Affirmative action has been at the forefront of educational policies and to this day continues to enliven debates. For decades, schools have litigated over whether affirmative action can be used to create a diverse student body. Now, the litigation has shifted to whether affirmative action policies are narrowly tailored. The Supreme Court’s most recent affirmative action case, Fisher v. University of Texas at Austin, requires that schools prove that there are no workable race neutral alternatives in order to demonstrate that their affirmative action programs are narrowly tailored. This article examines the available race neutral alternatives: percentage plans; socioeconomic based admissions policies; elimination of legacy and development admission preferences; recruitment, retention, and financial aid programs; and community outreach. After evaluating their effectiveness, this article concludes that these programs are workable race neutral alternatives that higher education institutions must consider before they resort to using race as a factor in admissions.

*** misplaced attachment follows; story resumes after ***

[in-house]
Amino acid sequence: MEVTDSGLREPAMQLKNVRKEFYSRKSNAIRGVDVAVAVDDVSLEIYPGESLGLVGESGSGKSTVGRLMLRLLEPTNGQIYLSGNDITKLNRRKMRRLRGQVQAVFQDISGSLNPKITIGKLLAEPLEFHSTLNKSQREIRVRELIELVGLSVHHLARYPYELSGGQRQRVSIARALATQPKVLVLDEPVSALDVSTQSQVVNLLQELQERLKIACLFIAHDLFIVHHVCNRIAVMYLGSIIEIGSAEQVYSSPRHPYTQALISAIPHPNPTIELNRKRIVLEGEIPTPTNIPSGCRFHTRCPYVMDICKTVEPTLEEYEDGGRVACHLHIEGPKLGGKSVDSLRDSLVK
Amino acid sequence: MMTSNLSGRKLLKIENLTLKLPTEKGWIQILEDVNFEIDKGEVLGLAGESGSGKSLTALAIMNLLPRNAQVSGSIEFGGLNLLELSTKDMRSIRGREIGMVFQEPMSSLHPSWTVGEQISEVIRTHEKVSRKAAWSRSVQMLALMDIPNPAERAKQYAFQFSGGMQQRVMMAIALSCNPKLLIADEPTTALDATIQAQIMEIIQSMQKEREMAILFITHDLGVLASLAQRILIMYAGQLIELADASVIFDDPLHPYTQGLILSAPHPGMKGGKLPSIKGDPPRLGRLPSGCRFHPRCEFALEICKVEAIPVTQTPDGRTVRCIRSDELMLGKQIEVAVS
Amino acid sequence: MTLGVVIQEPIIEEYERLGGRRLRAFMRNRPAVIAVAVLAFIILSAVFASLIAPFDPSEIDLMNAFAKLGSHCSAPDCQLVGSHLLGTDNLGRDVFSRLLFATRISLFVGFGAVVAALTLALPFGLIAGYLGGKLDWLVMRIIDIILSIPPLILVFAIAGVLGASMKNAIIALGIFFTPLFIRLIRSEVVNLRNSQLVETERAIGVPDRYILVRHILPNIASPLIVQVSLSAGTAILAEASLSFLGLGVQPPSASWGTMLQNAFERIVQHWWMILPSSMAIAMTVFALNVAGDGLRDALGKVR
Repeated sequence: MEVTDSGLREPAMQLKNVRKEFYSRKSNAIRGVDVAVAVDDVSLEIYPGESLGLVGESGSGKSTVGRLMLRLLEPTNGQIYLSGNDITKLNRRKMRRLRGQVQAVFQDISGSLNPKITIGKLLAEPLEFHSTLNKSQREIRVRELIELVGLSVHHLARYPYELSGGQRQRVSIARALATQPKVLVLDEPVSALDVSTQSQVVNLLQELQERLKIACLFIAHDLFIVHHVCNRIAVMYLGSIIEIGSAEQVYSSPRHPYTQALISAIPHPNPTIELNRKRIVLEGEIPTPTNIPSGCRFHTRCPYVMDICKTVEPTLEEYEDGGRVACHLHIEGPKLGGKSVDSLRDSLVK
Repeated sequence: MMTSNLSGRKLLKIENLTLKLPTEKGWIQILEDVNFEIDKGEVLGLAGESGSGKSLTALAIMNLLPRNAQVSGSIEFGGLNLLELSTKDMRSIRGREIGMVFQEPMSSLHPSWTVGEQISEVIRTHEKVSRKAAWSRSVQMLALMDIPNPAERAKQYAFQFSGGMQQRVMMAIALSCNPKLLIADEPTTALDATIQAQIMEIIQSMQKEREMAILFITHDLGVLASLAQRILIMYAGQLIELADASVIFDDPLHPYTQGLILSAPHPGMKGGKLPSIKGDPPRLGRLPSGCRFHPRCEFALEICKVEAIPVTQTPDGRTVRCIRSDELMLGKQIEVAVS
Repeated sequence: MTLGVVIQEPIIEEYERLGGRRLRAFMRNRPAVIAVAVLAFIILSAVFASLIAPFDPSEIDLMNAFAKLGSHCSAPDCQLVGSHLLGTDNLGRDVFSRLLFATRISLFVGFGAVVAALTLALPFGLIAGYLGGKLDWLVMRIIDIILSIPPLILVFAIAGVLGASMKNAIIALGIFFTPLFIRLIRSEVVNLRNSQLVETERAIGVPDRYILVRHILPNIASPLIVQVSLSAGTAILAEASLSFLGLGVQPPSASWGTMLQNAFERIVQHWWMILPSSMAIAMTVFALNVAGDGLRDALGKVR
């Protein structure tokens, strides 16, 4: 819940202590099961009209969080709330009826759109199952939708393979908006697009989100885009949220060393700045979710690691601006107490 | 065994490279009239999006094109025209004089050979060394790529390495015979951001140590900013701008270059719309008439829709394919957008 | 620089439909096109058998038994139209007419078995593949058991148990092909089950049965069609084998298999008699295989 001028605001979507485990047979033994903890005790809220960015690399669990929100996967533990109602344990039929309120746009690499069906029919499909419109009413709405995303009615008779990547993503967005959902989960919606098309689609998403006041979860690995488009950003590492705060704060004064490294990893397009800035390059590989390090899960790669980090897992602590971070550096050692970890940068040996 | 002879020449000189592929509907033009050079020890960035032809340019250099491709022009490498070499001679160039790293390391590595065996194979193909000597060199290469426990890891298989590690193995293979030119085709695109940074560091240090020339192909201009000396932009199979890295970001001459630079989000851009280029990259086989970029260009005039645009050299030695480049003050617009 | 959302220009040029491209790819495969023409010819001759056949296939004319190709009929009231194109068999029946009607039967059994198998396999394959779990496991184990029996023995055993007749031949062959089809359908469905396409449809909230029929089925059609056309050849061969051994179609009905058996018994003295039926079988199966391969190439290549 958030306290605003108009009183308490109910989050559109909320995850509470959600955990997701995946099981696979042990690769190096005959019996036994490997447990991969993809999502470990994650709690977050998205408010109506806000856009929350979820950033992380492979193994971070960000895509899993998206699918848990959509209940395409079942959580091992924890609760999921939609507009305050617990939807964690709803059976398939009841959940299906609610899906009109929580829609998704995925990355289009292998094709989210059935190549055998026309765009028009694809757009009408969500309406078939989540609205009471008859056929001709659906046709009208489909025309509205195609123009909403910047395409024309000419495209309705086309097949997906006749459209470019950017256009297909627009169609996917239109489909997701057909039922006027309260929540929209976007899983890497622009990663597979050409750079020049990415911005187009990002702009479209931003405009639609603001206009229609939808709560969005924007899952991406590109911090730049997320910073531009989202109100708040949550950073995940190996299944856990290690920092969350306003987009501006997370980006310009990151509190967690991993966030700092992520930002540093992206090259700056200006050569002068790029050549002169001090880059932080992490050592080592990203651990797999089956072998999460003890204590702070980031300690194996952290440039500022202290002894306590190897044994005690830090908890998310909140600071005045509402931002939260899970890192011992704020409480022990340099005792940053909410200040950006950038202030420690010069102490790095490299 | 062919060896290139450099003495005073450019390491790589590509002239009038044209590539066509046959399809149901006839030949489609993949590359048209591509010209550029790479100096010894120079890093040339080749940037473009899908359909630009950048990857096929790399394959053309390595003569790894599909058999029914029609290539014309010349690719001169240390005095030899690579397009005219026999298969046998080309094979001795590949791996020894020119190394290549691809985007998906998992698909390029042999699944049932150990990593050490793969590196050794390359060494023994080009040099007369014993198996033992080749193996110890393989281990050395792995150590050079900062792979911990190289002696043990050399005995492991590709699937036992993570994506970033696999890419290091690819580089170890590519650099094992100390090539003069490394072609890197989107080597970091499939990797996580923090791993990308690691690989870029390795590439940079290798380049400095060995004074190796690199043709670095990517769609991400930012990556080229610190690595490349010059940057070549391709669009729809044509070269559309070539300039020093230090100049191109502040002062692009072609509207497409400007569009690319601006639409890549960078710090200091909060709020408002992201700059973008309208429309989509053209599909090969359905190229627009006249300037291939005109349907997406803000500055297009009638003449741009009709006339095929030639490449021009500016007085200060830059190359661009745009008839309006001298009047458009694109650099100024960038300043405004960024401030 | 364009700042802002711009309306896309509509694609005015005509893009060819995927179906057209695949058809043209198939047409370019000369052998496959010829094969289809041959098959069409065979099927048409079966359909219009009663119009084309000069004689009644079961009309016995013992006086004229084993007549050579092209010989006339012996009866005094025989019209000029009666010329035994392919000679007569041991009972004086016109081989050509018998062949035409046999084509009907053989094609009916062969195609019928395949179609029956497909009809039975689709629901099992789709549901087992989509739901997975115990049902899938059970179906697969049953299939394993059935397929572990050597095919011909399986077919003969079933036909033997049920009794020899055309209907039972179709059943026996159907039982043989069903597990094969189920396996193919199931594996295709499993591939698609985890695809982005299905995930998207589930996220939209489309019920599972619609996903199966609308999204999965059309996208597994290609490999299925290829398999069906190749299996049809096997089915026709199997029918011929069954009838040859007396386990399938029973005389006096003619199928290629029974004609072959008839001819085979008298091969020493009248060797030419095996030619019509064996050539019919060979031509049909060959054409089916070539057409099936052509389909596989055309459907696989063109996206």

Eang L. Ngov,
Following Fisher: Narrowly Tailoring Affirmative Action,
Cath. U. L. Rev.
Available at: http://scholarship.law.edu/lawreview/vol64/iss1/5